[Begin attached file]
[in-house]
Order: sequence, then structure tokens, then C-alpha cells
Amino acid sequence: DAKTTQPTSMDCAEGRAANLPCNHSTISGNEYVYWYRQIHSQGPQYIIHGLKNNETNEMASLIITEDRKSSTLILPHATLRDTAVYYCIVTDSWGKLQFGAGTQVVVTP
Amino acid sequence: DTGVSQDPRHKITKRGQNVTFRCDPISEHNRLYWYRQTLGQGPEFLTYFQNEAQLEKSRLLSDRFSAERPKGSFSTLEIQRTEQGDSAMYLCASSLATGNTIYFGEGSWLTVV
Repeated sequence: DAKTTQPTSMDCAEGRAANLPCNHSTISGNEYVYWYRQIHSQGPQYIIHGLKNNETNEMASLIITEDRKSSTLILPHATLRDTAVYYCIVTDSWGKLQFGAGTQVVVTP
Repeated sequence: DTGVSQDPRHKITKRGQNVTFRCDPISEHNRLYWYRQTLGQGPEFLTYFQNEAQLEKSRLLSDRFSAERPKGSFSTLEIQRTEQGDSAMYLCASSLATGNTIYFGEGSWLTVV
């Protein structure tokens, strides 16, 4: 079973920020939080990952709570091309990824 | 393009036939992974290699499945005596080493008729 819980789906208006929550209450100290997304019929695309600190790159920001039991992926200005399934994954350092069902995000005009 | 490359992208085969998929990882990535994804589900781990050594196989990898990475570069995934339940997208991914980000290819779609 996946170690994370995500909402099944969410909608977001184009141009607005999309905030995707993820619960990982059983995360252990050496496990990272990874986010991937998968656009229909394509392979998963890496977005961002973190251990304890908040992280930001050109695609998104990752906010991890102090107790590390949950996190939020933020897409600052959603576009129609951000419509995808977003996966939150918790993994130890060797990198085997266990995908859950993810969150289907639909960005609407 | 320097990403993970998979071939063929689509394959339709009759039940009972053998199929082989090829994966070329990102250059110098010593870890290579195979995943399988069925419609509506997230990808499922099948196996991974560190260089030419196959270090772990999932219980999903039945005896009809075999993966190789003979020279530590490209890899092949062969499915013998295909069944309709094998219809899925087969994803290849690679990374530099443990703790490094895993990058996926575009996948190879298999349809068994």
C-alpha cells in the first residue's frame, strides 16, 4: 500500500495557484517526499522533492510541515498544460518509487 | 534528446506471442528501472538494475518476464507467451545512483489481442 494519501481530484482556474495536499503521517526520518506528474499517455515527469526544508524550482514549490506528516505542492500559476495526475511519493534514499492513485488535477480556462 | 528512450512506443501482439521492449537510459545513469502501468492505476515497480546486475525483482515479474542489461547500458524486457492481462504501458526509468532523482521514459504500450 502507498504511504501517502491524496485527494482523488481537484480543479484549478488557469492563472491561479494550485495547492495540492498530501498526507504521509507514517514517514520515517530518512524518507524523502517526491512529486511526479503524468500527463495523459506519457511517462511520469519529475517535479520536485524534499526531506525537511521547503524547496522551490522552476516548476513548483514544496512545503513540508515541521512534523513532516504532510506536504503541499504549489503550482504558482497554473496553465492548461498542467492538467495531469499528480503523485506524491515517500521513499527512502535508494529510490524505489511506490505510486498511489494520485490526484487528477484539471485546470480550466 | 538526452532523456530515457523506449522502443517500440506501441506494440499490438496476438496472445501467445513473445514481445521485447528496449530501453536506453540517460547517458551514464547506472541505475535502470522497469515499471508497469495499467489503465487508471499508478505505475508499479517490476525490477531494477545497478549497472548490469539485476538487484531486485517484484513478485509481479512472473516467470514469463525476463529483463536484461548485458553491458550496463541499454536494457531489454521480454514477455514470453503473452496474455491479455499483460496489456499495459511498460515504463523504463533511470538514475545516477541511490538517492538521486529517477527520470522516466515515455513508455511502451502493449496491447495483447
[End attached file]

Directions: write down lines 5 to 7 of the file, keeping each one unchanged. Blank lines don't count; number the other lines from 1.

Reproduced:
Repeated sequence: DAKTTQPTSMDCAEGRAANLPCNHSTISGNEYVYWYRQIHSQGPQYIIHGLKNNETNEMASLIITEDRKSSTLILPHATLRDTAVYYCIVTDSWGKLQFGAGTQVVVTP
Repeated sequence: DTGVSQDPRHKITKRGQNVTFRCDPISEHNRLYWYRQTLGQGPEFLTYFQNEAQLEKSRLLSDRFSAERPKGSFSTLEIQRTEQGDSAMYLCASSLATGNTIYFGEGSWLTVV
């Protein structure tokens, strides 16, 4: 079973920020939080990952709570091309990824 | 393009036939992974290699499945005596080493008729 819980789906208006929550209450100290997304019929695309600190790159920001039991992926200005399934994954350092069902995000005009 | 490359992208085969998929990882990535994804589900781990050594196989990898990475570069995934339940997208991914980000290819779609 996946170690994370995500909402099944969410909608977001184009141009607005999309905030995707993820619960990982059983995360252990050496496990990272990874986010991937998968656009229909394509392979998963890496977005961002973190251990304890908040992280930001050109695609998104990752906010991890102090107790590390949950996190939020933020897409600052959603576009129609951000419509995808977003996966939150918790993994130890060797990198085997266990995908859950993810969150289907639909960005609407 | 320097990403993970998979071939063929689509394959339709009759039940009972053998199929082989090829994966070329990102250059110098010593870890290579195979995943399988069925419609509506997230990808499922099948196996991974560190260089030419196959270090772990999932219980999903039945005896009809075999993966190789003979020279530590490209890899092949062969499915013998295909069944309709094998219809899925087969994803290849690679990374530099443990703790490094895993990058996926575009996948190879298999349809068994």